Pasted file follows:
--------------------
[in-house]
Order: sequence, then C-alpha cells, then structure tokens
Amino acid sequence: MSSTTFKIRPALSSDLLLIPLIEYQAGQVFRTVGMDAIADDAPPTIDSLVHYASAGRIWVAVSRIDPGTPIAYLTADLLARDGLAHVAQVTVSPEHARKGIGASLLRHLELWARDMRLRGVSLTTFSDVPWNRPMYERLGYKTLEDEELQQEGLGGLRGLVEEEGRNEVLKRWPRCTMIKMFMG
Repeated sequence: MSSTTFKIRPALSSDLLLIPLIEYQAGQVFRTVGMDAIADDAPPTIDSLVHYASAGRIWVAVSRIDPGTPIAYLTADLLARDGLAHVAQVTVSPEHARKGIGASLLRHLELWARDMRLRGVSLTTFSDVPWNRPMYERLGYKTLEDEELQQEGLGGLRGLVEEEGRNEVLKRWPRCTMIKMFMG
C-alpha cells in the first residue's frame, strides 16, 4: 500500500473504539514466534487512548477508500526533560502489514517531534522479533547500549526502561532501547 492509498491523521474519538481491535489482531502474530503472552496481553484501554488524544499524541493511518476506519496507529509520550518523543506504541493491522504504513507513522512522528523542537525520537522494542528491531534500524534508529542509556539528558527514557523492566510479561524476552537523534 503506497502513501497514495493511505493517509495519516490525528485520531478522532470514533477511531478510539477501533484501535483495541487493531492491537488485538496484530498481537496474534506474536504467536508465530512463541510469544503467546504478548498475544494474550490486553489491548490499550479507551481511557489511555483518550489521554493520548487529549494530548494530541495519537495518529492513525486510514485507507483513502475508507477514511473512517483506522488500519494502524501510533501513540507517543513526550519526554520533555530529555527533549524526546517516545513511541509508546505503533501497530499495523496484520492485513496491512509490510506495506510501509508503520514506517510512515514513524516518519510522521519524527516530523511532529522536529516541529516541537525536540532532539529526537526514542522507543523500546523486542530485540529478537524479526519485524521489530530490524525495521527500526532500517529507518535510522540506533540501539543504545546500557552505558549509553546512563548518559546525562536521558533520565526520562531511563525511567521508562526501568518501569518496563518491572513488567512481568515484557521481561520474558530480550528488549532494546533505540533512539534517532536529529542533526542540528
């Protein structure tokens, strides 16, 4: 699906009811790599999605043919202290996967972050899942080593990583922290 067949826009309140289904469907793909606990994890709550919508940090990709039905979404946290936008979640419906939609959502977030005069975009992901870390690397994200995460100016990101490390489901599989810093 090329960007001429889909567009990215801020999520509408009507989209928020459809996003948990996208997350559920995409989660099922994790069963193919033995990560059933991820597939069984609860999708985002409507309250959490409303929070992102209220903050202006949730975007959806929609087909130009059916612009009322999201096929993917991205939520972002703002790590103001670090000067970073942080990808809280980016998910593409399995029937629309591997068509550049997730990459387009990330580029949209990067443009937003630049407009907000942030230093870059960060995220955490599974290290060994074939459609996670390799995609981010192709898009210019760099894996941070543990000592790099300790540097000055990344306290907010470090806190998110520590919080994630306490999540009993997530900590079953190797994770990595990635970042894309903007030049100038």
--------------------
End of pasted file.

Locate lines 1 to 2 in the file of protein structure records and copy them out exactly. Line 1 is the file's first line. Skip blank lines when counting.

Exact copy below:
[in-house]
Order: sequence, then C-alpha cells, then structure tokens